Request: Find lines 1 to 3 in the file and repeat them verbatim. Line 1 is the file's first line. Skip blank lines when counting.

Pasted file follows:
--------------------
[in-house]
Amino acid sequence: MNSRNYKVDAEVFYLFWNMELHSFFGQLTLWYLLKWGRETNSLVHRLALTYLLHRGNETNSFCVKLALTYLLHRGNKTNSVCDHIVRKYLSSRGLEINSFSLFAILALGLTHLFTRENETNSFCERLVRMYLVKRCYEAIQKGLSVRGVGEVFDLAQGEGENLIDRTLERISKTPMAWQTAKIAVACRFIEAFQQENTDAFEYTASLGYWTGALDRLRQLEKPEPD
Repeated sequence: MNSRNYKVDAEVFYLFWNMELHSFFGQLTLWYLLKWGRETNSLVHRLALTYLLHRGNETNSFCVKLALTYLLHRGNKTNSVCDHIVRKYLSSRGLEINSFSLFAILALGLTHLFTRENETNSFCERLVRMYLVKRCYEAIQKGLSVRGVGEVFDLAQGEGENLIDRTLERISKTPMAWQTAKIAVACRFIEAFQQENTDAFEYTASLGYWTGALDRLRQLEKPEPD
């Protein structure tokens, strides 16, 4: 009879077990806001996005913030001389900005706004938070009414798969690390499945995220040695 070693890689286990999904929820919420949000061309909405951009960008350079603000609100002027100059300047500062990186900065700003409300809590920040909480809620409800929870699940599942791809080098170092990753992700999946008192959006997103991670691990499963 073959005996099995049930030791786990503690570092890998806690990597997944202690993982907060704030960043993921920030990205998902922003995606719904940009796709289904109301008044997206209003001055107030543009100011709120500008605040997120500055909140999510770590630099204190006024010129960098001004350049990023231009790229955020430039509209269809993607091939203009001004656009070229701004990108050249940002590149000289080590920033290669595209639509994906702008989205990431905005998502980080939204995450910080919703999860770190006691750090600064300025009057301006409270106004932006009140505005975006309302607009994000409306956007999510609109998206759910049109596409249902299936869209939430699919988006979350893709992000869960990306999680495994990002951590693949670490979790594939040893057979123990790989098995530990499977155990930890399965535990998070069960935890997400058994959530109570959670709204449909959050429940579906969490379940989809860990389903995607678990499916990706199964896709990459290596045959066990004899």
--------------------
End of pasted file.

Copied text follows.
[in-house]
Amino acid sequence: MNSRNYKVDAEVFYLFWNMELHSFFGQLTLWYLLKWGRETNSLVHRLALTYLLHRGNETNSFCVKLALTYLLHRGNKTNSVCDHIVRKYLSSRGLEINSFSLFAILALGLTHLFTRENETNSFCERLVRMYLVKRCYEAIQKGLSVRGVGEVFDLAQGEGENLIDRTLERISKTPMAWQTAKIAVACRFIEAFQQENTDAFEYTASLGYWTGALDRLRQLEKPEPD
Repeated sequence: MNSRNYKVDAEVFYLFWNMELHSFFGQLTLWYLLKWGRETNSLVHRLALTYLLHRGNETNSFCVKLALTYLLHRGNKTNSVCDHIVRKYLSSRGLEINSFSLFAILALGLTHLFTRENETNSFCERLVRMYLVKRCYEAIQKGLSVRGVGEVFDLAQGEGENLIDRTLERISKTPMAWQTAKIAVACRFIEAFQQENTDAFEYTASLGYWTGALDRLRQLEKPEPD